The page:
by John R. Fischer
, Senior Reporter | March 25, 2021
Novartis’ Phase III VISION study showed positive findings in overall survival and radiographic progression-free survival for patients who received 177Lu-PSMA-617, a targeted radioligand therapy for progressive PSMA-positive metastatic castration-resistant prostate cancer (mCRPC).
The results are the first interpretable ones comparing the therapy to the best standard of care alone and are seen by Novartis as a sign of potential for the therapy to become the targeted treatment for more than 80% of patients with advanced prostate cancer. They will be presented at an upcoming medical meeting and included in U.S. and EU regulatory submissions.
“Patients with metastatic castration-resistant prostate cancer have a less than one in six chance of surviving five years and need new treatment options. These groundbreaking data confirm our belief in the potential of 177Lu-PSMA-617 to reimagine outcomes for these patients through phenotypic precision medicine,” said John Tsai, head of global drug development and chief medical officer for Novartis, in a statement.
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Radioligand therapy combines a targeting compound that binds to markers expressed by tumors and a radioactive isotope. The two together damage DNA to inhibit tumor growth and replication. This allows for targeted delivery of radiation to the tumor and limits damage to the surrounding normal tissue.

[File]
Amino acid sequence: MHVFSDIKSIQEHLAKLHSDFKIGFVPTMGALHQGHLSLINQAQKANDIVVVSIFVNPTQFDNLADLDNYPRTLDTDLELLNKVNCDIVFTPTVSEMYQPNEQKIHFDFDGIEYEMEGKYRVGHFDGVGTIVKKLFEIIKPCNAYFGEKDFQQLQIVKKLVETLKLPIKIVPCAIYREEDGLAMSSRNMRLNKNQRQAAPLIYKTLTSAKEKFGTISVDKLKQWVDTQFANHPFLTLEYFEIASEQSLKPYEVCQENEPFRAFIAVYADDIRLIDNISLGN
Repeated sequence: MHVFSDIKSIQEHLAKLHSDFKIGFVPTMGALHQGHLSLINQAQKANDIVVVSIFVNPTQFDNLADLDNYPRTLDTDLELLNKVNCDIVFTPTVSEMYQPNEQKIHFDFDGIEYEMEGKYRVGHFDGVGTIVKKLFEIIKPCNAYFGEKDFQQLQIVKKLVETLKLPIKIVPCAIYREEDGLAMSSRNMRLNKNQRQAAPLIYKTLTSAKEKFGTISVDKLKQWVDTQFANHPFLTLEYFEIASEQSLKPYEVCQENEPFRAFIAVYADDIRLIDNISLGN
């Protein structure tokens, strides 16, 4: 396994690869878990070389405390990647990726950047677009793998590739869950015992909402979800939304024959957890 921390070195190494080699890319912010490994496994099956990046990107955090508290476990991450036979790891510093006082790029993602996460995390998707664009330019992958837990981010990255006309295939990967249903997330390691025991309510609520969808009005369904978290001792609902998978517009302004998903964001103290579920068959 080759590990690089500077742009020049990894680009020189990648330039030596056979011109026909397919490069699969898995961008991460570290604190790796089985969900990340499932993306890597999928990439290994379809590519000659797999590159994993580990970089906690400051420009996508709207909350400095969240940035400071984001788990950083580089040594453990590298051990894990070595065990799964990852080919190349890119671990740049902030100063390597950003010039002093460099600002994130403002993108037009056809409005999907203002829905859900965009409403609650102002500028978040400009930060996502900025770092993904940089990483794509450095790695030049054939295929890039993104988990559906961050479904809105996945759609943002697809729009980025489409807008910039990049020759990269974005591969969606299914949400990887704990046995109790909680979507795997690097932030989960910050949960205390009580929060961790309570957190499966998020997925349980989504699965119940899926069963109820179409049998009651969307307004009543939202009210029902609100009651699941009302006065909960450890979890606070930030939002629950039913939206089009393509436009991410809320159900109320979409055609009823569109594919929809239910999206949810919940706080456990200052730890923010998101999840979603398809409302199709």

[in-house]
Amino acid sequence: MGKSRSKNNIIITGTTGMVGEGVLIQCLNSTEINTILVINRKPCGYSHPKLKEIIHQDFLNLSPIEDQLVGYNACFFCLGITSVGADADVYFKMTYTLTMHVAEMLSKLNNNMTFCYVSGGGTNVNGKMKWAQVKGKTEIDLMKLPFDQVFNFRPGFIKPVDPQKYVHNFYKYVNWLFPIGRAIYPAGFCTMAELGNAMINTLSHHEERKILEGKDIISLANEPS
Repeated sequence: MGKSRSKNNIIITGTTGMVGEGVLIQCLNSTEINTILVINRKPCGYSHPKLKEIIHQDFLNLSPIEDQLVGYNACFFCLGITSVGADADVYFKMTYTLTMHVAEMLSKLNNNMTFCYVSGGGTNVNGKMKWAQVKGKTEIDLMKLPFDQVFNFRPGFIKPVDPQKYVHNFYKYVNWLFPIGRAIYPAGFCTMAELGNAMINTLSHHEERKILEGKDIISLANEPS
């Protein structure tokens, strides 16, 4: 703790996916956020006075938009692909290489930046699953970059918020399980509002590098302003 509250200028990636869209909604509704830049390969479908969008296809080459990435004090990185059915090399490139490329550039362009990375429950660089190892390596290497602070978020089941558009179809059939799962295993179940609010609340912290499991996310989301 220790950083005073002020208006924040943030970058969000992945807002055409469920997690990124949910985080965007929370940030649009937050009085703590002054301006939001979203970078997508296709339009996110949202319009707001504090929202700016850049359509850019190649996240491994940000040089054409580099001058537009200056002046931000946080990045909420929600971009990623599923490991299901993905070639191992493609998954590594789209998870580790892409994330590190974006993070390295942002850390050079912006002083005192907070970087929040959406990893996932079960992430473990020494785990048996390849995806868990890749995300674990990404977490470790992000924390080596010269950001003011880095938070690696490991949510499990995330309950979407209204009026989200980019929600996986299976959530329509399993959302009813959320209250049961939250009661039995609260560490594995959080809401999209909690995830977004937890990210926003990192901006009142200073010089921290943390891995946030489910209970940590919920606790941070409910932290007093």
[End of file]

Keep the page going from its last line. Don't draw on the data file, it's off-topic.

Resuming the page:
The safety profile of the Phase III trial correlates with data reported in previous clinical studies conducted by Novartis, as well as those by other organizations. For example, a 2019 phase I/II trial of 16 men with progressing mCRPC
paired the treatment with the tumor-specific radiation sensitizer idronoxil (NOX66) to assess responses. Nearly 70% saw a more than 50% drop in PSA levels after the combination treatment. In addition, adverse side effects, such as fatigue and pneumonitis, were reported in 31% of all patients.
“The initial results of this phase I dose escalation study show that the combination targeted treatments were well tolerated together, with no increase in toxicity from 177Lu-PSMA-617, and an apparent high efficacy in men who have already had extensive treatments,” said Dr. Louise Emmett, associate professor at the University of New South Wales in Sydney, at the time.
The first U.S. multi-center clinical trial for 177Lu-PSMA-617 was approved in 2017 for targeted Radioligand Therapy (RLT) in patients with castration-resistant prostate cancer.
More than 15 dedicated early to late development and research programs are underway
to identify the next wave of radioligand therapies for cancer, according to Novartis. The company is increasing capacity for delivery of radioligand therapies like 177Lu-PSMA-617 to patients in need.